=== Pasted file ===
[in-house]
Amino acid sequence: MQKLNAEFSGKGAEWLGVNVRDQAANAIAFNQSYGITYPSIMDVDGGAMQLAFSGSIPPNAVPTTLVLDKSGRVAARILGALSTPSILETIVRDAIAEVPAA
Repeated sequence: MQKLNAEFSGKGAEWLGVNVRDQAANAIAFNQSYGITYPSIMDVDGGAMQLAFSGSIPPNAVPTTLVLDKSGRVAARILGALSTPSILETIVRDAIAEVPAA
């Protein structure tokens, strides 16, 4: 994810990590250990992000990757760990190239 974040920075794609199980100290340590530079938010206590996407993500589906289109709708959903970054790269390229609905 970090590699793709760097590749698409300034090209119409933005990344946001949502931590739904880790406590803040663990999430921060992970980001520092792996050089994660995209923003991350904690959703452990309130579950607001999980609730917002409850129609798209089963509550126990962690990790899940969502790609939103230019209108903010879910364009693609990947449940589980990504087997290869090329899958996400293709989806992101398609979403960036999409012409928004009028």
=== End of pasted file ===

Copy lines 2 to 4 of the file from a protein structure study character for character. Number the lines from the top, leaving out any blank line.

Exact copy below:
Amino acid sequence: MQKLNAEFSGKGAEWLGVNVRDQAANAIAFNQSYGITYPSIMDVDGGAMQLAFSGSIPPNAVPTTLVLDKSGRVAARILGALSTPSILETIVRDAIAEVPAA
Repeated sequence: MQKLNAEFSGKGAEWLGVNVRDQAANAIAFNQSYGITYPSIMDVDGGAMQLAFSGSIPPNAVPTTLVLDKSGRVAARILGALSTPSILETIVRDAIAEVPAA
């Protein structure tokens, strides 16, 4: 994810990590250990992000990757760990190239 974040920075794609199980100290340590530079938010206590996407993500589906289109709708959903970054790269390229609905 970090590699793709760097590749698409300034090209119409933005990344946001949502931590739904880790406590803040663990999430921060992970980001520092792996050089994660995209923003991350904690959703452990309130579950607001999980609730917002409850129609798209089963509550126990962690990790899940969502790609939103230019209108903010879910364009693609990947449940589980990504087997290869090329899958996400293709989806992101398609979403960036999409012409928004009028």